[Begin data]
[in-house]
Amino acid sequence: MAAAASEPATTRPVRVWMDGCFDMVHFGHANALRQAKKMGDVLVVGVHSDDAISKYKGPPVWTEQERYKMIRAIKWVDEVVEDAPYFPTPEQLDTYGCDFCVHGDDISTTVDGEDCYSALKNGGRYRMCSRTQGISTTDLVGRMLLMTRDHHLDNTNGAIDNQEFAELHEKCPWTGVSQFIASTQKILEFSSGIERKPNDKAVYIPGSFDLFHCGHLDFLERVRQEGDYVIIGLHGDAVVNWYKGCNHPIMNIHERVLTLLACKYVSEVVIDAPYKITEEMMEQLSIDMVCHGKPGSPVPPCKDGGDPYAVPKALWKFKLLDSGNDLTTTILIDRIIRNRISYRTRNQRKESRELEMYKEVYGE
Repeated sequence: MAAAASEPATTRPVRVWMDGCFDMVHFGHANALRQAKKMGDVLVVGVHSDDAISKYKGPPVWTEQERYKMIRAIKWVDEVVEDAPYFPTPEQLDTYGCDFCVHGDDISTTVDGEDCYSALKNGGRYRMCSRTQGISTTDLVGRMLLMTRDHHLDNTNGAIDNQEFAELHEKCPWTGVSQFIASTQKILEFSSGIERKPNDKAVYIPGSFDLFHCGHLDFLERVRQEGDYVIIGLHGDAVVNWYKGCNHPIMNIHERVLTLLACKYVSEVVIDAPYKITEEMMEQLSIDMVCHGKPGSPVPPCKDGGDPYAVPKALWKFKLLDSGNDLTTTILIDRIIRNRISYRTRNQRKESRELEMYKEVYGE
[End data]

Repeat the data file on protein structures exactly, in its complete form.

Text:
[in-house]
Amino acid sequence: MAAAASEPATTRPVRVWMDGCFDMVHFGHANALRQAKKMGDVLVVGVHSDDAISKYKGPPVWTEQERYKMIRAIKWVDEVVEDAPYFPTPEQLDTYGCDFCVHGDDISTTVDGEDCYSALKNGGRYRMCSRTQGISTTDLVGRMLLMTRDHHLDNTNGAIDNQEFAELHEKCPWTGVSQFIASTQKILEFSSGIERKPNDKAVYIPGSFDLFHCGHLDFLERVRQEGDYVIIGLHGDAVVNWYKGCNHPIMNIHERVLTLLACKYVSEVVIDAPYKITEEMMEQLSIDMVCHGKPGSPVPPCKDGGDPYAVPKALWKFKLLDSGNDLTTTILIDRIIRNRISYRTRNQRKESRELEMYKEVYGE
Repeated sequence: MAAAASEPATTRPVRVWMDGCFDMVHFGHANALRQAKKMGDVLVVGVHSDDAISKYKGPPVWTEQERYKMIRAIKWVDEVVEDAPYFPTPEQLDTYGCDFCVHGDDISTTVDGEDCYSALKNGGRYRMCSRTQGISTTDLVGRMLLMTRDHHLDNTNGAIDNQEFAELHEKCPWTGVSQFIASTQKILEFSSGIERKPNDKAVYIPGSFDLFHCGHLDFLERVRQEGDYVIIGLHGDAVVNWYKGCNHPIMNIHERVLTLLACKYVSEVVIDAPYKITEEMMEQLSIDMVCHGKPGSPVPPCKDGGDPYAVPKALWKFKLLDSGNDLTTTILIDRIIRNRISYRTRNQRKESRELEMYKEVYGE